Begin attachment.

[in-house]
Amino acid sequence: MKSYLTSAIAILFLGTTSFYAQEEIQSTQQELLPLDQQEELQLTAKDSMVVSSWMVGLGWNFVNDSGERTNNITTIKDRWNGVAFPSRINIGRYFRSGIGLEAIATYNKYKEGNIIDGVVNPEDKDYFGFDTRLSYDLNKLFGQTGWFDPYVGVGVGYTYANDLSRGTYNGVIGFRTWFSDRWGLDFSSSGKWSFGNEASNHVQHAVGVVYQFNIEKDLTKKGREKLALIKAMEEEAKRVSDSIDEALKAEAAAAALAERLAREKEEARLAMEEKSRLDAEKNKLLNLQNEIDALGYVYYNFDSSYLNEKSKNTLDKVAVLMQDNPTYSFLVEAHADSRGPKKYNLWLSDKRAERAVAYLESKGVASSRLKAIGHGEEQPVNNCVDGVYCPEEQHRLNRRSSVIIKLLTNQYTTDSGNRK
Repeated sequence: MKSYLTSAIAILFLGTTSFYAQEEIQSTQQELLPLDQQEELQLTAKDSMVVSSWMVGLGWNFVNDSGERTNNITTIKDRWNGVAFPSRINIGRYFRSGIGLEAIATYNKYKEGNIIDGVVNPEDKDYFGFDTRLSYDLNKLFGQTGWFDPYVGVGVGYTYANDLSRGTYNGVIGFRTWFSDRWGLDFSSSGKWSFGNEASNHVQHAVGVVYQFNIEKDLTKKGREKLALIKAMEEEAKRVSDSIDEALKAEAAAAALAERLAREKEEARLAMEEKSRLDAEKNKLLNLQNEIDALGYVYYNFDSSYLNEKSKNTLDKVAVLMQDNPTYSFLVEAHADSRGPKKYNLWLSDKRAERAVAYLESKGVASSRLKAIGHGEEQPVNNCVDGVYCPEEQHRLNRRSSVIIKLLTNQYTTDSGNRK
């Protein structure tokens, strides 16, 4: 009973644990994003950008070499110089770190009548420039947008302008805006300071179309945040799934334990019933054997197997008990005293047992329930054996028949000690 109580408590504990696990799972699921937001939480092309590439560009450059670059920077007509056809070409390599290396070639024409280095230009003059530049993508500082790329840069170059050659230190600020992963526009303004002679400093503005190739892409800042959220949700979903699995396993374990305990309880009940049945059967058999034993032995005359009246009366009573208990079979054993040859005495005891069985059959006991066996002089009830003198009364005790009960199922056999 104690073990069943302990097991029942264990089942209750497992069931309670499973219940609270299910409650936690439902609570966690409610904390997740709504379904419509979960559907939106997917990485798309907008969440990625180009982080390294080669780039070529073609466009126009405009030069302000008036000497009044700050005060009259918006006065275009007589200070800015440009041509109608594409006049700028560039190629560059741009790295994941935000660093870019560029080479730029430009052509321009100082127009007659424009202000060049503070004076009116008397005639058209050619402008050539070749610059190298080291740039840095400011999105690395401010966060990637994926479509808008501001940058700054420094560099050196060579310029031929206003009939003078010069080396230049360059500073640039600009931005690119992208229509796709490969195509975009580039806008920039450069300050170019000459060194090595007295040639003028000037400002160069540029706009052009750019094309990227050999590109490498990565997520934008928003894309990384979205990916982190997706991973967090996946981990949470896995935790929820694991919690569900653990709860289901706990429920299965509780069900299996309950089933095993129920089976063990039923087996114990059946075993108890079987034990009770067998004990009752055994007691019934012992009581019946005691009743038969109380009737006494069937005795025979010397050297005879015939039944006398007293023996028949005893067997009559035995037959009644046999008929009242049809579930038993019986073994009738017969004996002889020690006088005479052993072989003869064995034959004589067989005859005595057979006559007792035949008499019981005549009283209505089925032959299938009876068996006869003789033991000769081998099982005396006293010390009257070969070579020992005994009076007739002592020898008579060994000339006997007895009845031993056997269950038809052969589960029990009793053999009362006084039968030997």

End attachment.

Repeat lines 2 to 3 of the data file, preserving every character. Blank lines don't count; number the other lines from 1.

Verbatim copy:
Amino acid sequence: MKSYLTSAIAILFLGTTSFYAQEEIQSTQQELLPLDQQEELQLTAKDSMVVSSWMVGLGWNFVNDSGERTNNITTIKDRWNGVAFPSRINIGRYFRSGIGLEAIATYNKYKEGNIIDGVVNPEDKDYFGFDTRLSYDLNKLFGQTGWFDPYVGVGVGYTYANDLSRGTYNGVIGFRTWFSDRWGLDFSSSGKWSFGNEASNHVQHAVGVVYQFNIEKDLTKKGREKLALIKAMEEEAKRVSDSIDEALKAEAAAAALAERLAREKEEARLAMEEKSRLDAEKNKLLNLQNEIDALGYVYYNFDSSYLNEKSKNTLDKVAVLMQDNPTYSFLVEAHADSRGPKKYNLWLSDKRAERAVAYLESKGVASSRLKAIGHGEEQPVNNCVDGVYCPEEQHRLNRRSSVIIKLLTNQYTTDSGNRK
Repeated sequence: MKSYLTSAIAILFLGTTSFYAQEEIQSTQQELLPLDQQEELQLTAKDSMVVSSWMVGLGWNFVNDSGERTNNITTIKDRWNGVAFPSRINIGRYFRSGIGLEAIATYNKYKEGNIIDGVVNPEDKDYFGFDTRLSYDLNKLFGQTGWFDPYVGVGVGYTYANDLSRGTYNGVIGFRTWFSDRWGLDFSSSGKWSFGNEASNHVQHAVGVVYQFNIEKDLTKKGREKLALIKAMEEEAKRVSDSIDEALKAEAAAAALAERLAREKEEARLAMEEKSRLDAEKNKLLNLQNEIDALGYVYYNFDSSYLNEKSKNTLDKVAVLMQDNPTYSFLVEAHADSRGPKKYNLWLSDKRAERAVAYLESKGVASSRLKAIGHGEEQPVNNCVDGVYCPEEQHRLNRRSSVIIKLLTNQYTTDSGNRK